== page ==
Thursday, 12 July 2018
Churchill and Madagascar
The set completed at Salute earlier in the year by the addition of the East Africa volume - which features the invasion of Madagascar
The dedicated title written by one of the editors of the set above.
Way back in April at Salute I picked up the final volume of a 'series' of books covering WW2 in the Mediterranean. These books, from the Pen and Sword 'Despatches from the Front' series, are compilations of official reports interspersed with a brief narrative to place the reports into context. As these are official reports the language can be a little stilted at times but they are a goldmine of information for anyone interested in the 'reason why'. I have really enjoyed dipping into these and they have proven to be very useful as well as being full of gaming ideas.
The East Africa volume is probably my favourite simply because of the sideshow nature of the campaign and my soft spot for such things. As mentioned this book also touched on the Madagascar operation and so when I saw that one of the editors of the series had written a dedicated book on the operation I immediately acquired a copy - and very good it is as well!
I can do no better than quote the Amazon description of John Grehan's excellent title thus:
"In the spring of 1942 Britain's far-flung empire was in the greatest peril. North Africa was being overrun by the German Afrika Korps and in south-east Asia the forces of Imperial Japan had captured Singapore and were threatening India. Only the most urgent reinforcement of both war fronts could prevent disaster. But Britain's shipping routes to Egypt and India passed the island of Madagascar. If the Japanese Navy, operating out of Madagascar, could severe Britain's communications with Cairo and Delhi, then the whole of North Africa and the Indian sub-continent would be at the mercy of the Axis Powers. In a desperate race against time, and under conditions of the utmost secrecy, at Churchill's instigation Britain planned to seize Madagascar, the fourth largest island in the world, before the Japanese could strike. An overwhelming force was assembled and despatched as part of the largest convoy ever to have left Britain's shores. Yet the expedition's commanders were faced with not just military but also political obstacles, because the forces occupying the island were not those her enemy's but those of her former ally - France. The Secret Invasion is the first book to examine in detail this crucial campaign which was Britain's largest amphibious assault since the First World War and the first large-scale combined air, sea and land operation Britain had attempted"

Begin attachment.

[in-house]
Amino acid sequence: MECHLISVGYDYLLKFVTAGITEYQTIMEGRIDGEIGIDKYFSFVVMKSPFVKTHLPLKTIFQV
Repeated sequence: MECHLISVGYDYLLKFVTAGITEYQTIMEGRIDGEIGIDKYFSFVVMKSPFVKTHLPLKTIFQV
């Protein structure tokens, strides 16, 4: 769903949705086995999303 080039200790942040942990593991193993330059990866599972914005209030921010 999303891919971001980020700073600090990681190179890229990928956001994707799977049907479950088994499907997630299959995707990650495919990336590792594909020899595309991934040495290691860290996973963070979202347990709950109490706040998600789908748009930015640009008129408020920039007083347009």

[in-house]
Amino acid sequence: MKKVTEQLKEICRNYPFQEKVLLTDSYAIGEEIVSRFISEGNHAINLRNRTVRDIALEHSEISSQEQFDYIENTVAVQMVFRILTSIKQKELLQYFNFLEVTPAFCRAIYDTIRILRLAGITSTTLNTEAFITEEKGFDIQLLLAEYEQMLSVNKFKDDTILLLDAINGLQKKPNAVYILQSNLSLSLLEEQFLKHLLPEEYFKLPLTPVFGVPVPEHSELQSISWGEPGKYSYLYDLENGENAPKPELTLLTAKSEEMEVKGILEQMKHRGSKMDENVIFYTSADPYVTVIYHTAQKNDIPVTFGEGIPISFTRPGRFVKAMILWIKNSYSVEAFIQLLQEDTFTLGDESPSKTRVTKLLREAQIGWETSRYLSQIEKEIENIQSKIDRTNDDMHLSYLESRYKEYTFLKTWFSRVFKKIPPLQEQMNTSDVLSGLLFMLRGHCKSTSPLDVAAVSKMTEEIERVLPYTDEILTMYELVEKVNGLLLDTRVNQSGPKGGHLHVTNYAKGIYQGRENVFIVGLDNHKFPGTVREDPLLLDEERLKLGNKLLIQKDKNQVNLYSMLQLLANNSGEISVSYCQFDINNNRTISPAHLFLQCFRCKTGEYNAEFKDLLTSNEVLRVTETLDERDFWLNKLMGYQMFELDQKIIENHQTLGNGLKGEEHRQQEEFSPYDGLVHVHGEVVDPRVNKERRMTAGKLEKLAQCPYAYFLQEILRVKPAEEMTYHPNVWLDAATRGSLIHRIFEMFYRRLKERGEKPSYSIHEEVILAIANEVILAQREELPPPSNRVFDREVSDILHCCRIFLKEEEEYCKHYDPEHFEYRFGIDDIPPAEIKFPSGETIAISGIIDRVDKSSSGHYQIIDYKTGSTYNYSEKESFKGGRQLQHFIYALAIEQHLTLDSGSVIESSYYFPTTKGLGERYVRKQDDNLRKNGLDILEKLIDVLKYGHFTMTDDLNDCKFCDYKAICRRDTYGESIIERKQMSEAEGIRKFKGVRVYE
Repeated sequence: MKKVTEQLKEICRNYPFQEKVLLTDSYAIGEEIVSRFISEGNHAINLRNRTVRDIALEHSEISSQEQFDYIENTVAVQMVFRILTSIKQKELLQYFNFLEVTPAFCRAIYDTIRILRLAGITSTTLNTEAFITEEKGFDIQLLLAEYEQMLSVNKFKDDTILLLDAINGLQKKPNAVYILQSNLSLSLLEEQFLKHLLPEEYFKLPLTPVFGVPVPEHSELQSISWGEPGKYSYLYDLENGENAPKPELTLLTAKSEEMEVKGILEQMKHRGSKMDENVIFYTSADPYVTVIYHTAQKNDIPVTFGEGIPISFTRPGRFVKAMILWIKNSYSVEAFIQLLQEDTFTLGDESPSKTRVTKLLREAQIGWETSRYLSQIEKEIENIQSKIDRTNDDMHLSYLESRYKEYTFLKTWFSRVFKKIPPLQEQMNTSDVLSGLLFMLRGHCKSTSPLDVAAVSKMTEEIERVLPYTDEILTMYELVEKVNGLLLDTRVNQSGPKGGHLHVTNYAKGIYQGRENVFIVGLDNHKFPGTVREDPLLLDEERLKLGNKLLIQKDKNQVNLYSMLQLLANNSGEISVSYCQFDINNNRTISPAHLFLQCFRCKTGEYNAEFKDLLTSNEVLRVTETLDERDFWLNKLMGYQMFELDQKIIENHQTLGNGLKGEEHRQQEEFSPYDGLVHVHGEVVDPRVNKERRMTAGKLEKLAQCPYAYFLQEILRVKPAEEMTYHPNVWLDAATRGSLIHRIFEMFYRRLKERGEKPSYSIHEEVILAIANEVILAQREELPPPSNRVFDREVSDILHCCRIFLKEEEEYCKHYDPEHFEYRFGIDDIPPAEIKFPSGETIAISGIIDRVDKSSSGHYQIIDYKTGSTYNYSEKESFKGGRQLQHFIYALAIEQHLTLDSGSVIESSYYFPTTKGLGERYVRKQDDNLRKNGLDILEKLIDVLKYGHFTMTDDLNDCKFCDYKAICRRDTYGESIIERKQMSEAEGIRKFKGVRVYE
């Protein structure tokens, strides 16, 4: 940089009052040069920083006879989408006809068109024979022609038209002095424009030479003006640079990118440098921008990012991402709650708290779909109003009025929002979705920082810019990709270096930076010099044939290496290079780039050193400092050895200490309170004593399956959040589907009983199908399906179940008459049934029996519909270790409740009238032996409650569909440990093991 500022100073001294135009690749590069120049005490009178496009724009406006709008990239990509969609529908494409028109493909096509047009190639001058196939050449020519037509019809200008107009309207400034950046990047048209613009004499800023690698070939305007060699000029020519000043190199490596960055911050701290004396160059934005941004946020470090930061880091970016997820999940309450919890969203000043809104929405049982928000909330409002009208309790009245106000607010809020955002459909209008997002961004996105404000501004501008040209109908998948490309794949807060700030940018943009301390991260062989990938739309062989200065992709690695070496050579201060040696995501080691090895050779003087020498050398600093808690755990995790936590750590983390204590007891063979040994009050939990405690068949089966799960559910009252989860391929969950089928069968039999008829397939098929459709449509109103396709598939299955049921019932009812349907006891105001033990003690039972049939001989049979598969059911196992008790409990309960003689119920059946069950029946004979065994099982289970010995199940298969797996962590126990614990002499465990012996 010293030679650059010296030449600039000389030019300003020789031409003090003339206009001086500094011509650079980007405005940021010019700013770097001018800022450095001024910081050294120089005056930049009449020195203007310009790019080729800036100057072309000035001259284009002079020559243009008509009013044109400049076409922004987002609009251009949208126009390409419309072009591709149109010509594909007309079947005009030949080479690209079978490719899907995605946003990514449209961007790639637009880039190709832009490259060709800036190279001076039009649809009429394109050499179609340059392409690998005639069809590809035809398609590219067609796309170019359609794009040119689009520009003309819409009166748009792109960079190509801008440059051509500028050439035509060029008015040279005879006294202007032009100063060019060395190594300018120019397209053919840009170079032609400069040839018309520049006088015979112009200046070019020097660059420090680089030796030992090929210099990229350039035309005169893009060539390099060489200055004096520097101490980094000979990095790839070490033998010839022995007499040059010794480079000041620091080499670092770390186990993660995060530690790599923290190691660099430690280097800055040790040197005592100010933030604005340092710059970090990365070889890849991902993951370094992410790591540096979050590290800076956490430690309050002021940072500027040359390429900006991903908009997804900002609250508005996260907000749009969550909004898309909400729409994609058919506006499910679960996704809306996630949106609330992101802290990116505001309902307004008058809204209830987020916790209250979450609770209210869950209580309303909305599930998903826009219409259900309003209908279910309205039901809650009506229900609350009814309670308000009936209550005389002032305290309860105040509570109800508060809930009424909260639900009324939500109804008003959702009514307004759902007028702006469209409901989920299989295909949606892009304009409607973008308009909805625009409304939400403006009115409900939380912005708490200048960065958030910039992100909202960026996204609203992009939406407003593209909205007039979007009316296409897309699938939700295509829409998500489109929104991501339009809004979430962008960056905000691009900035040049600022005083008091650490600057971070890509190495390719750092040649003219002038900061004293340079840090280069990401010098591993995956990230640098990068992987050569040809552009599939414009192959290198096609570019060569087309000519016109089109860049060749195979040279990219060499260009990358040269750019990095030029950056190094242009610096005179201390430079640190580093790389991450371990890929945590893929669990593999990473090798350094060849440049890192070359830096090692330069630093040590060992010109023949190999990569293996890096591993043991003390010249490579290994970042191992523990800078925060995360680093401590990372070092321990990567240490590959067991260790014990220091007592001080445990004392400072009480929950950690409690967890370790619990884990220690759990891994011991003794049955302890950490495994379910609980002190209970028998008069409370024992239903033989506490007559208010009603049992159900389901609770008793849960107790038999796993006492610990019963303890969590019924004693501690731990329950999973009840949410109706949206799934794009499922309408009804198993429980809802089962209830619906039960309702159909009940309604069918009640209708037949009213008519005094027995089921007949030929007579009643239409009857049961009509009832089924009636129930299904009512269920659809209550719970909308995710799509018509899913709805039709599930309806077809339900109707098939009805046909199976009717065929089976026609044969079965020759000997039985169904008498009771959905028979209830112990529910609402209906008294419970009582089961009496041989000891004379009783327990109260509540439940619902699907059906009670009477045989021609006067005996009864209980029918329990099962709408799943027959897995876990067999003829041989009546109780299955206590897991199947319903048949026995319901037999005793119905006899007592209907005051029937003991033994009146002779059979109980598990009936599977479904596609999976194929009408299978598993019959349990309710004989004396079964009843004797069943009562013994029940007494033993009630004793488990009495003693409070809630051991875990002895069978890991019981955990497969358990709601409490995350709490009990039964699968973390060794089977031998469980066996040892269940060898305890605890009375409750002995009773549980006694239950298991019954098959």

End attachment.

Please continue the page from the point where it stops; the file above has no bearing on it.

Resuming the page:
So, British and Commonwealth troops fighting the Vichy French to ensure that the Japanese could not take control of the island and threaten the Cape.
There is a lot of potential here and it is certainly an interesting, if little known, campaign.